Medieval Herbal Medicine Concepts You Should Learn About
Knowledge of medieval herbal medicine had been based on Greek tradition – the four senses of humor made up the body. These were the phlegm, yellow bile, blood, and back bile, controlled by fire, water, earth, and air. This tradition then evolved to give way for the theory of temperament that accounted for psychological, social, and physical characteristics. It led to the belief that a person became sick when there was an imbalance in these four temperaments.
Meaning of Medicine
The Roman Catholic Church effectively dominated what direction medieval herbal medicine took. Illnesses were punishments from God, and those who were ill were so because they were sinners. No one contradicted such a world view; just accepted. Suffering was seen as part of the human condition. As they became obsessed with souls, bodies got neglected. Medicine became a matter of faith, got shrouded by superstition, and prayers became prescriptions. Even black death – the contagious disease the middle age was famous for – was considered God’s punishment for human sin.
And this happened because the medieval doctors didn’t know what bacteria, contagion, or infection was. People saw the sign of pus as a good sign (as the body getting rid of toxins)! Naturally, they thought in the direction of nature and spirituality. The medieval herbal medicine physicians relied on crude techniques, e.g., bloodletting, and superstitious, e.g., bathing in rosewater. But this very reliance on religious explanations rather than scientific might have made the black death as catastrophic as it was.
Herbs and plants
Medicinal plants, herbs, and perfumes were part of the everyday life of the medieval herbal medicine period. Vapor and herb baths were prescribed for all ailments. Every herb, tree, and flower had its special quality – some were used to cure specific diseases while some were used for curing multiple diseases. Fragrant trees, flowers were used to “smoke” the sick. The study of these elements of nature was in the hands of monks. Every monastic garden at that time had herbs and medicinal plants. Physicians knew how to use alcohol to send people to sleep or to dull the pain of operations.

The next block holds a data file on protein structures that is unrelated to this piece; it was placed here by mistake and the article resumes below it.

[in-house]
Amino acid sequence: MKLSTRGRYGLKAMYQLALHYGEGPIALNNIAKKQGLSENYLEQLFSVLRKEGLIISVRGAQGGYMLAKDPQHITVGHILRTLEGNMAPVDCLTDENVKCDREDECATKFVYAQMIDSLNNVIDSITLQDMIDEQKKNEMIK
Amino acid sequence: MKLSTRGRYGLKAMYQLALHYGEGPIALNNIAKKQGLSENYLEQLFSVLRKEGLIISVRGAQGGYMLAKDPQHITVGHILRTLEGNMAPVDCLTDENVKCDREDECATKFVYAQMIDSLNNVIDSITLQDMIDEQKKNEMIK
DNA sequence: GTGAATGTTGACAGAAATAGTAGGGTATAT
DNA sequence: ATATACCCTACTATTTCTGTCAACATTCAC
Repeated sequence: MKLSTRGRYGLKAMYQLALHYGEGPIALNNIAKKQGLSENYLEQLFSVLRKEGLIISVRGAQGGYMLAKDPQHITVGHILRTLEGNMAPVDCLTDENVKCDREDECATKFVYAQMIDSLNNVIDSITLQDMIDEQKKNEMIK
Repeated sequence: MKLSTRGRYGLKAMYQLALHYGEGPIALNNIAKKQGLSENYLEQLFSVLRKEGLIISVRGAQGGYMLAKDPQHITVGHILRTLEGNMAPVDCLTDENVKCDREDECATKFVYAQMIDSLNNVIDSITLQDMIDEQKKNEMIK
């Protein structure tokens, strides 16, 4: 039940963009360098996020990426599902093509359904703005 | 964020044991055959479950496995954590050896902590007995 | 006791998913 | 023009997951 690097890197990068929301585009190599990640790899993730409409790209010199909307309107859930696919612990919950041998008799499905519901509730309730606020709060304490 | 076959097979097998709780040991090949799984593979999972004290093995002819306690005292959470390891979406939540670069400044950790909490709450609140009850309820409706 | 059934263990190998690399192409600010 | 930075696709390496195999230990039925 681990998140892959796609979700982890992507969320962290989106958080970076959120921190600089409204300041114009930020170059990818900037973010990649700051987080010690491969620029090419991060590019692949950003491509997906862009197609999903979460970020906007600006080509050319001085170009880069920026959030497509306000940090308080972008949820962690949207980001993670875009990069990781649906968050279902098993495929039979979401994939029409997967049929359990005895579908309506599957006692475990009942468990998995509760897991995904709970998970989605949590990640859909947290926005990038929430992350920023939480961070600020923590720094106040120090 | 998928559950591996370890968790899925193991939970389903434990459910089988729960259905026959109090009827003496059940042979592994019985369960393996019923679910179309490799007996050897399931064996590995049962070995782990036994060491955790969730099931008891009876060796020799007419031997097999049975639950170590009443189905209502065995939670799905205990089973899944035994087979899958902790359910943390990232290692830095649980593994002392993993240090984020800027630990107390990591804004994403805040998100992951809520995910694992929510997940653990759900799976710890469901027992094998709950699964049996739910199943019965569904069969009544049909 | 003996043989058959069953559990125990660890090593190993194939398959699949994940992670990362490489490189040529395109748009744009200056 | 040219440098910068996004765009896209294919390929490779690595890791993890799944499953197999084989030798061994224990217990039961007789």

For specific problems like aching joints and headaches, physicians used herbs like a mixture of henbane and hemlock, rose, and sage. They used coriander to reduce fever. People drank cough syrups and drinks to treat head-colds and coughs. Vinegar was widely used as a cleansing agent and myrrh as an antiseptic for wounds. They treated venom using mint. These were only some examples of medieval herbal medicine.
Some Interesting Facts
Most people weren’t treated by a doctor, too. They saw a local wise-woman, skilled in the use of herbs, or the priest. Monks and nuns also treated the sick in their monasteries.
At their first visit – the doctors noted the patient’s appearance, listened to their stories, felt their pulses, and inspected their urine.
The moon and planets also played a part in one’s health. The physicians used the position of the planets to determine when to treat a patient and when not to. Even a patient’s astrology signs helped them form medical charts.
In the early medieval herbal medicine period, care was very basic and bogged down by superstitions and religion. Most of the foundation was on herbs and other natural products.